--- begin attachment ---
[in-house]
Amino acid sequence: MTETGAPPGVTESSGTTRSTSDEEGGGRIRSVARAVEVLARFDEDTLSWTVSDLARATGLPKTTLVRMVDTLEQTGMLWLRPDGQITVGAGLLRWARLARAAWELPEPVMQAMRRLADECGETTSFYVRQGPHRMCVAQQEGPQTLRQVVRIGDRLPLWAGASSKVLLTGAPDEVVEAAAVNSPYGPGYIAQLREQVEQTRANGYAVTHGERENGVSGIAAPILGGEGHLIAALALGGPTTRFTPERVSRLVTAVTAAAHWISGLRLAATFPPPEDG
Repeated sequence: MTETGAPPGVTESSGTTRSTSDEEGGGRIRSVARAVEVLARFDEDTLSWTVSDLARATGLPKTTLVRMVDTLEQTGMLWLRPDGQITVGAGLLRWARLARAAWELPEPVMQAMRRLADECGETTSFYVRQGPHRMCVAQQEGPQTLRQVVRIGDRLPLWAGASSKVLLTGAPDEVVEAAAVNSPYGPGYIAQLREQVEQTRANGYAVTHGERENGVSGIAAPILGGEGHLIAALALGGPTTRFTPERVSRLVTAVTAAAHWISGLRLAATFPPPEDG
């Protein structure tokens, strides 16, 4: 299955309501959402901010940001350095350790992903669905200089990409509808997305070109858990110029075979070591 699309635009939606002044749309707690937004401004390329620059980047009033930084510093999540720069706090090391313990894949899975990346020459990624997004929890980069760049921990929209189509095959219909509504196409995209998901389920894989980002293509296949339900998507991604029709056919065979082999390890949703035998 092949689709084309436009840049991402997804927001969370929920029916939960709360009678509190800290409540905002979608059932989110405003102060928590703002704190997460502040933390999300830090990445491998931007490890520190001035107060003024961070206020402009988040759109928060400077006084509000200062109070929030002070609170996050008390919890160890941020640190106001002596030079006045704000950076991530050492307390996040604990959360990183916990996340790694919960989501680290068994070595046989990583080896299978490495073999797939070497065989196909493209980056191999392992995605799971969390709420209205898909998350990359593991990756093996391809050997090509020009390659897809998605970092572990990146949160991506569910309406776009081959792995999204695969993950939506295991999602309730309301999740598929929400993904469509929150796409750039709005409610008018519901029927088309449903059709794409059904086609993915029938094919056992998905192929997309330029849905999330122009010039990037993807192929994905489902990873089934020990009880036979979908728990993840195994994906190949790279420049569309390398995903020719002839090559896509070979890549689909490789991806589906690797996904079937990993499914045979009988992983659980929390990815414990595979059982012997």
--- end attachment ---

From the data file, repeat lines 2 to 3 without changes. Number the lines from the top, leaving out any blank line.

Amino acid sequence: MTETGAPPGVTESSGTTRSTSDEEGGGRIRSVARAVEVLARFDEDTLSWTVSDLARATGLPKTTLVRMVDTLEQTGMLWLRPDGQITVGAGLLRWARLARAAWELPEPVMQAMRRLADECGETTSFYVRQGPHRMCVAQQEGPQTLRQVVRIGDRLPLWAGASSKVLLTGAPDEVVEAAAVNSPYGPGYIAQLREQVEQTRANGYAVTHGERENGVSGIAAPILGGEGHLIAALALGGPTTRFTPERVSRLVTAVTAAAHWISGLRLAATFPPPEDG
Repeated sequence: MTETGAPPGVTESSGTTRSTSDEEGGGRIRSVARAVEVLARFDEDTLSWTVSDLARATGLPKTTLVRMVDTLEQTGMLWLRPDGQITVGAGLLRWARLARAAWELPEPVMQAMRRLADECGETTSFYVRQGPHRMCVAQQEGPQTLRQVVRIGDRLPLWAGASSKVLLTGAPDEVVEAAAVNSPYGPGYIAQLREQVEQTRANGYAVTHGERENGVSGIAAPILGGEGHLIAALALGGPTTRFTPERVSRLVTAVTAAAHWISGLRLAATFPPPEDG